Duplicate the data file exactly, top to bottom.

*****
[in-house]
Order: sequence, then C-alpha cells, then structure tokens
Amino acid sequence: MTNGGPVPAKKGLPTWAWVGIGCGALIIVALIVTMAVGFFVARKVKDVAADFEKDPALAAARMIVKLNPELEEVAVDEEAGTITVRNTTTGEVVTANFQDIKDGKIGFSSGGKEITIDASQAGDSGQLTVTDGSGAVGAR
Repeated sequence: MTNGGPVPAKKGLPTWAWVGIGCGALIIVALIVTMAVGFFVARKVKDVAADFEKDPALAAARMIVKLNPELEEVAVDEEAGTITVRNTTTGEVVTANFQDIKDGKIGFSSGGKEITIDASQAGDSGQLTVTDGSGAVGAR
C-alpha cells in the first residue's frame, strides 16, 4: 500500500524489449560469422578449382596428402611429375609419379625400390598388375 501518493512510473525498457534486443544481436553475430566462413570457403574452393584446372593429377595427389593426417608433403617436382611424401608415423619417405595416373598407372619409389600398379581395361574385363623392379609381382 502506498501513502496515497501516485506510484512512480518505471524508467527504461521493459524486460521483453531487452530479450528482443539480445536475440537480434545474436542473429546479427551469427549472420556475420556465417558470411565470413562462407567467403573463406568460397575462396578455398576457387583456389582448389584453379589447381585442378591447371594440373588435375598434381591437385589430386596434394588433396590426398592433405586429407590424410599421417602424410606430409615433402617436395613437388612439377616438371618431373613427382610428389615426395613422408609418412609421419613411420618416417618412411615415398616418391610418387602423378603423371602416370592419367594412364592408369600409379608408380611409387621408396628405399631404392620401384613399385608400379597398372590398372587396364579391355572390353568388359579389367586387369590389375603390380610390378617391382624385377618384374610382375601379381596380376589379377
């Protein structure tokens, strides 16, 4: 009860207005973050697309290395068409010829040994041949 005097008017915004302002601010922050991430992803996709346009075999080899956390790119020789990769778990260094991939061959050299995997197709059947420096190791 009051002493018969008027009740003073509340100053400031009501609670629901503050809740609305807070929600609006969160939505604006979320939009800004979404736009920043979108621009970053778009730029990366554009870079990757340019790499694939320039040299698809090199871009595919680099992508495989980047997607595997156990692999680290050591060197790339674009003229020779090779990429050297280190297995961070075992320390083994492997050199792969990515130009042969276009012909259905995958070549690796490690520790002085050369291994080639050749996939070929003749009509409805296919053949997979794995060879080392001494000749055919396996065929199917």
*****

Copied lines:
[in-house]
Order: sequence, then C-alpha cells, then structure tokens
Amino acid sequence: MTNGGPVPAKKGLPTWAWVGIGCGALIIVALIVTMAVGFFVARKVKDVAADFEKDPALAAARMIVKLNPELEEVAVDEEAGTITVRNTTTGEVVTANFQDIKDGKIGFSSGGKEITIDASQAGDSGQLTVTDGSGAVGAR
Repeated sequence: MTNGGPVPAKKGLPTWAWVGIGCGALIIVALIVTMAVGFFVARKVKDVAADFEKDPALAAARMIVKLNPELEEVAVDEEAGTITVRNTTTGEVVTANFQDIKDGKIGFSSGGKEITIDASQAGDSGQLTVTDGSGAVGAR
C-alpha cells in the first residue's frame, strides 16, 4: 500500500524489449560469422578449382596428402611429375609419379625400390598388375 501518493512510473525498457534486443544481436553475430566462413570457403574452393584446372593429377595427389593426417608433403617436382611424401608415423619417405595416373598407372619409389600398379581395361574385363623392379609381382 502506498501513502496515497501516485506510484512512480518505471524508467527504461521493459524486460521483453531487452530479450528482443539480445536475440537480434545474436542473429546479427551469427549472420556475420556465417558470411565470413562462407567467403573463406568460397575462396578455398576457387583456389582448389584453379589447381585442378591447371594440373588435375598434381591437385589430386596434394588433396590426398592433405586429407590424410599421417602424410606430409615433402617436395613437388612439377616438371618431373613427382610428389615426395613422408609418412609421419613411420618416417618412411615415398616418391610418387602423378603423371602416370592419367594412364592408369600409379608408380611409387621408396628405399631404392620401384613399385608400379597398372590398372587396364579391355572390353568388359579389367586387369590389375603390380610390378617391382624385377618384374610382375601379381596380376589379377
């Protein structure tokens, strides 16, 4: 009860207005973050697309290395068409010829040994041949 005097008017915004302002601010922050991430992803996709346009075999080899956390790119020789990769778990260094991939061959050299995997197709059947420096190791 009051002493018969008027009740003073509340100053400031009501609670629901503050809740609305807070929600609006969160939505604006979320939009800004979404736009920043979108621009970053778009730029990366554009870079990757340019790499694939320039040299698809090199871009595919680099992508495989980047997607595997156990692999680290050591060197790339674009003229020779090779990429050297280190297995961070075992320390083994492997050199792969990515130009042969276009012909259905995958070549690796490690520790002085050369291994080639050749996939070929003749009509409805296919053949997979794995060879080392001494000749055919396996065929199917």